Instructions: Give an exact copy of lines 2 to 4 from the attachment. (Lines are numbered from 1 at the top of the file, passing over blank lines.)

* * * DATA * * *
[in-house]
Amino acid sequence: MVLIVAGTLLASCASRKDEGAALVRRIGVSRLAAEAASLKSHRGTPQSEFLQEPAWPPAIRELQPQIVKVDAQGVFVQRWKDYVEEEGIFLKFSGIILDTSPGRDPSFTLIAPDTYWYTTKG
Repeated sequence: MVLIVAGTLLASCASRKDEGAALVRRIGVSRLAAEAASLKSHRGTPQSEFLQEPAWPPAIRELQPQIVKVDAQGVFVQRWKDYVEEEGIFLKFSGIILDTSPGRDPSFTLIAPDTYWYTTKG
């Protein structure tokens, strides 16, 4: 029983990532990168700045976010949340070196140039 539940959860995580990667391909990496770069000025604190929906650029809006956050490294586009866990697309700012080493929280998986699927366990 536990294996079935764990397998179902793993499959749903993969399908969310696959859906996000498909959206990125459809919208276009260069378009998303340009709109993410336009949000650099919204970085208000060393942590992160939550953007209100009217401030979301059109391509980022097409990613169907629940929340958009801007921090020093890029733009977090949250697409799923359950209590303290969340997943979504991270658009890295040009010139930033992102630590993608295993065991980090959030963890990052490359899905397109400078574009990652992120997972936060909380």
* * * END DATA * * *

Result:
Amino acid sequence: MVLIVAGTLLASCASRKDEGAALVRRIGVSRLAAEAASLKSHRGTPQSEFLQEPAWPPAIRELQPQIVKVDAQGVFVQRWKDYVEEEGIFLKFSGIILDTSPGRDPSFTLIAPDTYWYTTKG
Repeated sequence: MVLIVAGTLLASCASRKDEGAALVRRIGVSRLAAEAASLKSHRGTPQSEFLQEPAWPPAIRELQPQIVKVDAQGVFVQRWKDYVEEEGIFLKFSGIILDTSPGRDPSFTLIAPDTYWYTTKG
């Protein structure tokens, strides 16, 4: 029983990532990168700045976010949340070196140039 539940959860995580990667391909990496770069000025604190929906650029809006956050490294586009866990697309700012080493929280998986699927366990 536990294996079935764990397998179902793993499959749903993969399908969310696959859906996000498909959206990125459809919208276009260069378009998303340009709109993410336009949000650099919204970085208000060393942590992160939550953007209100009217401030979301059109391509980022097409990613169907629940929340958009801007921090020093890029733009977090949250697409799923359950209590303290969340997943979504991270658009890295040009010139930033992102630590993608295993065991980090959030963890990052490359899905397109400078574009990652992120997972936060909380």